I did mention a second ago, though, I definitely want more rarity. I want less immediately filmed, less photographed, less knowing every single thing about everything in a way, because I do miss some of the mystery of like the music I listened to when I was a kid. You kind of got to make up more stuff yourself so there was that mystery. I think that there could be a better balance between that mystery and seeing every single thing that happens and hearing every single thing that happens. That’s also positive in that I also like breaking down that weird glass curtain between you and the entertainment you’re being entertained by. Because then it makes younger people feel like they could do it, too. And if they’re just doing it in their living room, and it makes them happy, that’s good enough. But being a millionaire is not why people should play music or make art. I want people to understand the difference between wanting fame and wanting to be an artist. There are people who want both, and there are people who get both and people who get one but aren’t good at the other and vice versa. It happens all different ways, but I definitely want to speak to people who want to do it because they think it’s a worthwhile thing to do, and it makes them happy, or it’s cathartic for them, or whatever the reason is that is positive. I want them to understand it’s right there at your fingertips, and it is totally possible, and don’t be afraid to try it because you could try it in your living room, and no one ever has to know if you don’t want them to, which is nice. You don’t have to get a record deal to make a record anymore. You can make a record in your bedroom.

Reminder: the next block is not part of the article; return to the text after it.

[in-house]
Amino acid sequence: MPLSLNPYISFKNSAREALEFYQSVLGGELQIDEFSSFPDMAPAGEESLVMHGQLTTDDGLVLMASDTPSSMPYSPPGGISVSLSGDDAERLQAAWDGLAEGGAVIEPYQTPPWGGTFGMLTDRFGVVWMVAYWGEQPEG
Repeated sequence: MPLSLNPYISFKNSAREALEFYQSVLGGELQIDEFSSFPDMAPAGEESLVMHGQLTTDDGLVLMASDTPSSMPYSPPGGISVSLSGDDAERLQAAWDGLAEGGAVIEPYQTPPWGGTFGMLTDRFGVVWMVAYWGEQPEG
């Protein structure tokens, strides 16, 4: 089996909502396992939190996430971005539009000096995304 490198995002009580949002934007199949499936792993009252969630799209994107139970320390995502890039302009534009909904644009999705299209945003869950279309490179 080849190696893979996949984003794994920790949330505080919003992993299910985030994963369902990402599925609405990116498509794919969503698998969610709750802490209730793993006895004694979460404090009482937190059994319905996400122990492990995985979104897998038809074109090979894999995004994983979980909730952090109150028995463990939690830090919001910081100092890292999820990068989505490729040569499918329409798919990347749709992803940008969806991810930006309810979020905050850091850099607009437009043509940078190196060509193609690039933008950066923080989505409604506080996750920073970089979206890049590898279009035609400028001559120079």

Do you feel the American listener today values songwriting, or is it a novelty at this point? I think about how oftentimes the fact that a popular singer writes her or his own songs is viewed as this kind of rarity not only with fans but even with critics sometimes.